In the early days of the internet, a law was passed that has had a critical role in enabling it to evolve. Long before many of today’s social media titans even existed, Section 230 of the 1996 Communications Decency Act made it clear that internet companies are not liable for content posted on their sites by third parties.
It is hard to imagine what the internet would look like today without this key protection. If social media sites were liable for what people posted, they would out of necessity need to police what was said.
“Policing what people post is exactly what social media sites already do” say some critics of Section 230. Frustrated at the apparently anti-conservative biases of certain sites, a number of conservatives advocate for an end to Section 230.
Social media companies like Facebook, they argue, are in effect editorializing content when they use algorithms to control what we read. If they are going to editorialize like a newspaper, why not make them liable like a newspaper for what appears on their platform?
Conservative critics of Section 230 have been joined by those on the left who believe that social media sites should do much more to tackle ‘misinformation’. They actively want to oblige tech companies to control what we read and see.
This week the Supreme Court is hearing evidence in a case that could have profound implications on the future of Section 230. In Gonzalez Vs Google, the argument is being made that Google is liable for how the search engine firm’s algorithms present their results.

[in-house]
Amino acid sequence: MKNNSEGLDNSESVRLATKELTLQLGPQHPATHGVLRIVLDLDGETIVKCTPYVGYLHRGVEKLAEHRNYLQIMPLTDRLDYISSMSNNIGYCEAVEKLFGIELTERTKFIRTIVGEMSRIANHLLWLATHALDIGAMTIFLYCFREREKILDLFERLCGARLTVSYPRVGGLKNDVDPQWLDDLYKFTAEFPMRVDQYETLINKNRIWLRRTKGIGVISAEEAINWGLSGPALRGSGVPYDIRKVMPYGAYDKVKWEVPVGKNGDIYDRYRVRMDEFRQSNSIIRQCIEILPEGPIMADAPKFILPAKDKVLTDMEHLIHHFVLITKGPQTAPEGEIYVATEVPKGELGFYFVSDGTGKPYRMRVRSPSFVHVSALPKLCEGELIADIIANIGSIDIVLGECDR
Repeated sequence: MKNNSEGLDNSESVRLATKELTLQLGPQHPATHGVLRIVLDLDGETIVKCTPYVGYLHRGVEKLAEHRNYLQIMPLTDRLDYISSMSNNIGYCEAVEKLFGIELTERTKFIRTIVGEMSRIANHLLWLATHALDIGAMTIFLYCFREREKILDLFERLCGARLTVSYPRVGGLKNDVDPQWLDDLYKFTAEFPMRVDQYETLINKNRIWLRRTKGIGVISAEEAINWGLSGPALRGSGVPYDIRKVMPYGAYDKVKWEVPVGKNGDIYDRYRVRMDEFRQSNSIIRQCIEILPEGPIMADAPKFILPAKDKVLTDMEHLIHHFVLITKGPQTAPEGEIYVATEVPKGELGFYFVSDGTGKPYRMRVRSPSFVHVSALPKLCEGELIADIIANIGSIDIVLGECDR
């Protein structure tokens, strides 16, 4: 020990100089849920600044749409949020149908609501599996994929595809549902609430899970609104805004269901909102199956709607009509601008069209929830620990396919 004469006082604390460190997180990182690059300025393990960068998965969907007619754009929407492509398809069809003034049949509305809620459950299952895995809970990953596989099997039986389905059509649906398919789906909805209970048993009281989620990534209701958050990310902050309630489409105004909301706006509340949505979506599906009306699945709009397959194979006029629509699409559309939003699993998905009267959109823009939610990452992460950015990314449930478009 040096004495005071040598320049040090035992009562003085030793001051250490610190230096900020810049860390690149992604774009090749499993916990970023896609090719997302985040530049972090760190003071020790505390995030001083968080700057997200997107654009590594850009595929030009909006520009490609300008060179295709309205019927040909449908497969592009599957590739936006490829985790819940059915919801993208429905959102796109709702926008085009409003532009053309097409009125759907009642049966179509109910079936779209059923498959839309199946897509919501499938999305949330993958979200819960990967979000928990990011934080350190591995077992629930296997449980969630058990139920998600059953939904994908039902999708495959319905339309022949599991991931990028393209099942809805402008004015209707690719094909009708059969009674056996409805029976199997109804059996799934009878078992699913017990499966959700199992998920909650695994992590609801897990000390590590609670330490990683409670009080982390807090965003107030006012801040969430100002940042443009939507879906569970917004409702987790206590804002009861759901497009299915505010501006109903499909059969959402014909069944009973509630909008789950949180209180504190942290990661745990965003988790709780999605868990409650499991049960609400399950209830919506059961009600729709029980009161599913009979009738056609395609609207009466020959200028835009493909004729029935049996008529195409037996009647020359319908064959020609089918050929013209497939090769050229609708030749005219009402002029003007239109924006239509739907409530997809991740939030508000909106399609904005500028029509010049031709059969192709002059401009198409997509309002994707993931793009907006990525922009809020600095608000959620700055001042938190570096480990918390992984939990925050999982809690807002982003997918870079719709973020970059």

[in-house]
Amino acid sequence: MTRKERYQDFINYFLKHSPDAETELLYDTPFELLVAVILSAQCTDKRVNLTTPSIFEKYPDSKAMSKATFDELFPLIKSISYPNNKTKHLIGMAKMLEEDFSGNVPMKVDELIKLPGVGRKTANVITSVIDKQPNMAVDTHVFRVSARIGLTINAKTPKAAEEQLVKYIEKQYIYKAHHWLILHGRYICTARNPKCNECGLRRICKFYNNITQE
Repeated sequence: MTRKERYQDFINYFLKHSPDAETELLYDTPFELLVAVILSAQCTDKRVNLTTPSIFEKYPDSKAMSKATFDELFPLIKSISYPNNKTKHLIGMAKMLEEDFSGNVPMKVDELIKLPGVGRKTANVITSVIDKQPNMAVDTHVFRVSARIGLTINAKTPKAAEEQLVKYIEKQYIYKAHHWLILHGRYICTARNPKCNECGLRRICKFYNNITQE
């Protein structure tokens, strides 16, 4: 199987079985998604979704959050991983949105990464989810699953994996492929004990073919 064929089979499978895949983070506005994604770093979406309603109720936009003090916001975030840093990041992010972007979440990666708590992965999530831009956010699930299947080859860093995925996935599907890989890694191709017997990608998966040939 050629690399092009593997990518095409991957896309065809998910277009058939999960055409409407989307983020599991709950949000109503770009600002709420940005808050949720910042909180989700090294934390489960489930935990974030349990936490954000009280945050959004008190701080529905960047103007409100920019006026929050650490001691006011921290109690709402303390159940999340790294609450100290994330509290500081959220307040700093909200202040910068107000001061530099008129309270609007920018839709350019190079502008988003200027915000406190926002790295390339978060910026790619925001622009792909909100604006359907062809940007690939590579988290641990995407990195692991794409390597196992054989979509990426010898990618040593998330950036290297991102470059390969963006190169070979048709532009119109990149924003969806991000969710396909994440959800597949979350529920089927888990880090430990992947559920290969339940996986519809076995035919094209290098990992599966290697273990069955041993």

Think of how many items are uploaded onto the internet every day. The internet would be unusable without being able to order and organize. It is hard to see how we would be able to use the internet without relying on companies like Google to do this for us.
Even the most basic system of ordering content, by date order or alphabetically, means having some sort of algorithm. It seems absurd to me to make a search engine liable for how its algorithm operates.
I worry that if a search engine like Google is made more liable for what it shows me every time I use it, we would soon find all kinds of unintended consequences. Far from searching gazillions of sources, I imagine that the search engine would seek to limit what they search to a pool of approved sources.
Until 1695, anyone in England with a printing press needed a license for it. Only those that published things that the powerful approved of could legally operate one. I worry that we are about to recreate a world in which there are in effect licenses for having a digital printing press. Only social media companies that operate in an approved manner will be viable. Those that post on them will need approval too. The internet will have less diversity of thought and more uniformity. We will all be poorer.